“When the money runs out we stay in and make do with what we have," one woman told Cramer-Krasselt. "I know what bills I can put off — like they’re not going to turn off my gas, but I've got to get my phone bill in.”
As with low-income families, these hard-working class mothers were also more likely to buy food items that could stretch across meals, such as rice, pasta and ground beef, instead of fresh produce.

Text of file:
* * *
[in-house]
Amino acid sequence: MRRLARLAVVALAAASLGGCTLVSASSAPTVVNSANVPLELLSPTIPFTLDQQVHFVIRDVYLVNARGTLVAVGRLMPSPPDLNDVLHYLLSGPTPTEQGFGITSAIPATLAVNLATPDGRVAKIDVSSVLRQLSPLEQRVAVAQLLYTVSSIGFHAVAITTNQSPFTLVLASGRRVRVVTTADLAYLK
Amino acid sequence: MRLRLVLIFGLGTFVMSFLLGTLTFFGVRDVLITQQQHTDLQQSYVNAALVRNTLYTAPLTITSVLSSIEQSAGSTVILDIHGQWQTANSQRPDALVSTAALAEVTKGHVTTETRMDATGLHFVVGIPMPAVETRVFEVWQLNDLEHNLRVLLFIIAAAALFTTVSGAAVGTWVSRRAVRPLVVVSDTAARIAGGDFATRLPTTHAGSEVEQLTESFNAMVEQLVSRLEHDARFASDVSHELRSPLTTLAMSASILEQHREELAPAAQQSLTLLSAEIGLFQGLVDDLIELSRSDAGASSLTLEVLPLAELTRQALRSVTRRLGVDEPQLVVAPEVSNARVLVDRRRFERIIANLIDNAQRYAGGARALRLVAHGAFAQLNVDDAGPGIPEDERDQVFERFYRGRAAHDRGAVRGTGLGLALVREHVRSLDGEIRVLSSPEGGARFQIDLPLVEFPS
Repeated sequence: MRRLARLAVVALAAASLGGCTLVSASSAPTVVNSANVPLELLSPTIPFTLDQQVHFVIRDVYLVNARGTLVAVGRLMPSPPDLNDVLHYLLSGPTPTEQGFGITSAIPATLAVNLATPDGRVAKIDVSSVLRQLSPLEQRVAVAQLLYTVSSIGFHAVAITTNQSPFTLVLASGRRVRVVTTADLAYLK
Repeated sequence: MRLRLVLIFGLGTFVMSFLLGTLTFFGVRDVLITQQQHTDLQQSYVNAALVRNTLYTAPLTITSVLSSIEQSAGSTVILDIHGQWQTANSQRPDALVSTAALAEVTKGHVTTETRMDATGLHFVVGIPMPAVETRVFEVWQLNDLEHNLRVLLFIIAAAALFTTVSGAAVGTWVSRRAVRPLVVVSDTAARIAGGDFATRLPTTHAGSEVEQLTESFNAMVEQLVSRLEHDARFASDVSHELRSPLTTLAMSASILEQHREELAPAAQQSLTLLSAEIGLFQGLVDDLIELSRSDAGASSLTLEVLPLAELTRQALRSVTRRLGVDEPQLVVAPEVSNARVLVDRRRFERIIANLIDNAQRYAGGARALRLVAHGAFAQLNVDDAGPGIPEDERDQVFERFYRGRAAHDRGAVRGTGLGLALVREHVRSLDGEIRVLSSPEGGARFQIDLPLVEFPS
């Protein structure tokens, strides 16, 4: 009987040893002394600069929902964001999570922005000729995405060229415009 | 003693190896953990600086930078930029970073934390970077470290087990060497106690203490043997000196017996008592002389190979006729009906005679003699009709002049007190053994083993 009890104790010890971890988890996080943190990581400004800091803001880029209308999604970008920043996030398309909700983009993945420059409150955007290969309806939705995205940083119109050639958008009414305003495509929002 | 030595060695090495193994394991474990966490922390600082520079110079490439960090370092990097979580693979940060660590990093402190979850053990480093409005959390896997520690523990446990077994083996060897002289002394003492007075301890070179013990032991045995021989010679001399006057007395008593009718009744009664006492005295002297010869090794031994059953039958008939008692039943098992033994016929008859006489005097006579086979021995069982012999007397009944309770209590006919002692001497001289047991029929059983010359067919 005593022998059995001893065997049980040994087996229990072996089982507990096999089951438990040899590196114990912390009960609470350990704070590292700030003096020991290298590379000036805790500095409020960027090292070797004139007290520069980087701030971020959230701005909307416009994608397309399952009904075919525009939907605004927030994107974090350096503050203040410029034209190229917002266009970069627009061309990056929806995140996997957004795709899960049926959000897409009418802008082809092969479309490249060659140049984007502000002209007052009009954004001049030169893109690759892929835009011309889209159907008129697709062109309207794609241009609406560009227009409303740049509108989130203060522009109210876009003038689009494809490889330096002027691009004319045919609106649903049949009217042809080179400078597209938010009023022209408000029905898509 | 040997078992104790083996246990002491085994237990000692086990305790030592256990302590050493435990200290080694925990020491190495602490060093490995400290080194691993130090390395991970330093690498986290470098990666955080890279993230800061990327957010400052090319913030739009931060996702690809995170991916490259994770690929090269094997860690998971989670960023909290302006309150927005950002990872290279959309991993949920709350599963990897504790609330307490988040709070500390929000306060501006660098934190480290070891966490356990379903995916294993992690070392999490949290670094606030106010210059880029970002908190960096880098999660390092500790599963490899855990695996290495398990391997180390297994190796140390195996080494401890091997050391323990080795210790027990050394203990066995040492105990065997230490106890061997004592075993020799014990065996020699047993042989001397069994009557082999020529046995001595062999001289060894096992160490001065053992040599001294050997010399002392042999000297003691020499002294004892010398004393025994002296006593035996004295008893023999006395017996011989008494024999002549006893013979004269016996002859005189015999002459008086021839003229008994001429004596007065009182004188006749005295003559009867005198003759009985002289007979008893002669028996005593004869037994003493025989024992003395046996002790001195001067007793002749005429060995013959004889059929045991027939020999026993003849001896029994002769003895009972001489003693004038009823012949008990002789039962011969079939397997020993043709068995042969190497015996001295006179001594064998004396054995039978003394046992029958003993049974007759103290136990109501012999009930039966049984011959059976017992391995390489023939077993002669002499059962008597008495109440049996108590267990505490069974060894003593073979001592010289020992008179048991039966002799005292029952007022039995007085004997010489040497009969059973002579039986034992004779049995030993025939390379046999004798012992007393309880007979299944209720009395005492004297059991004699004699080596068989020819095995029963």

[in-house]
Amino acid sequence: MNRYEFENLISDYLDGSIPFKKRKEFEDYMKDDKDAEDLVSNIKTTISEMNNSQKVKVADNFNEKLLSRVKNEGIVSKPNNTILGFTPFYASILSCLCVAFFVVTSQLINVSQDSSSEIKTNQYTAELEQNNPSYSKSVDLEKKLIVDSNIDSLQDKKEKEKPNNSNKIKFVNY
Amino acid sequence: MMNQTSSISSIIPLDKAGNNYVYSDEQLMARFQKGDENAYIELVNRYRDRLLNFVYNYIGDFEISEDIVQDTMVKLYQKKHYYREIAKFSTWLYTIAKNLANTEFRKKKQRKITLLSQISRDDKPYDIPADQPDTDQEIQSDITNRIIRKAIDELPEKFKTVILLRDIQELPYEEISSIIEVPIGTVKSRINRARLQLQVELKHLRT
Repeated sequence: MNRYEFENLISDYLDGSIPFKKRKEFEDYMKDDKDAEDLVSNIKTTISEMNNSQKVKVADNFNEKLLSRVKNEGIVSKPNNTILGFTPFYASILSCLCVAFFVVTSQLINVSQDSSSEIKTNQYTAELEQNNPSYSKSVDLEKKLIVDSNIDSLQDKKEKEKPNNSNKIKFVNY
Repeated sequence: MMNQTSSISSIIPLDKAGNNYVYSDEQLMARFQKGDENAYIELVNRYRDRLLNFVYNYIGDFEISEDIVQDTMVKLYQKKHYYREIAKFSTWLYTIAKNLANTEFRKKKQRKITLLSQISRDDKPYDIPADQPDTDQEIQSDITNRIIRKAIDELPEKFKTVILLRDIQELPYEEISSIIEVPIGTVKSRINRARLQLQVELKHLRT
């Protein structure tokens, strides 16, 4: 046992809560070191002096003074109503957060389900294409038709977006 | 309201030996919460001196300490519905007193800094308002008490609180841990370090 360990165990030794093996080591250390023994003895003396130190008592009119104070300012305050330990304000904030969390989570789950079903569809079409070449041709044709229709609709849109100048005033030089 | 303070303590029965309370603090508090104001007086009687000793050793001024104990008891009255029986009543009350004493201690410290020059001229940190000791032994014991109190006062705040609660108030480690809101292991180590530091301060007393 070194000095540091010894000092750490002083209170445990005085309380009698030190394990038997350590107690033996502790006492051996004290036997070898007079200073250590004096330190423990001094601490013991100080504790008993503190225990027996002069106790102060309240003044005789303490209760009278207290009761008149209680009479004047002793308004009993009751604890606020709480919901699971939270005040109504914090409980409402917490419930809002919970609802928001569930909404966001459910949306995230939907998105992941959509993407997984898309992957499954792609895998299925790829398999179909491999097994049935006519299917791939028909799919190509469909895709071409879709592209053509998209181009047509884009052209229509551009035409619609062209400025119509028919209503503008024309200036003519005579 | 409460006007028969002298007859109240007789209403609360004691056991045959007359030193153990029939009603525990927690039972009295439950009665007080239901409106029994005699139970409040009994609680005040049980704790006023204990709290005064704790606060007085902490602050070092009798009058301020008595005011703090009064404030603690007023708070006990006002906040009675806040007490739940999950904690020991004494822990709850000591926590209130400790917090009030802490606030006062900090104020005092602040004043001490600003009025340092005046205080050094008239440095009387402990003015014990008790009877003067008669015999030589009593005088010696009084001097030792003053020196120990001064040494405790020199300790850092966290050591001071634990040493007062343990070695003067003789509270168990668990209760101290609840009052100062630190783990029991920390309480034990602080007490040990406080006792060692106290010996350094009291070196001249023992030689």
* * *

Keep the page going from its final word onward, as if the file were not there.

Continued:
Most families did not qualify for government aid, and weren't necessarily interested in handouts, Colletta-Sapp said.
"They're not looking for a way out," she said. "They're looking for opportunities."
The hard-working class mothers are generally proud of what they have accomplished on their own, Colletta-Sapp said, and most said they would not return to old habits should their financial situation improve.
"All indications show this group will be forever changed," Colletta-Sapp said. "I think these people are so dramatically changed — they've seen the smarter side of things."
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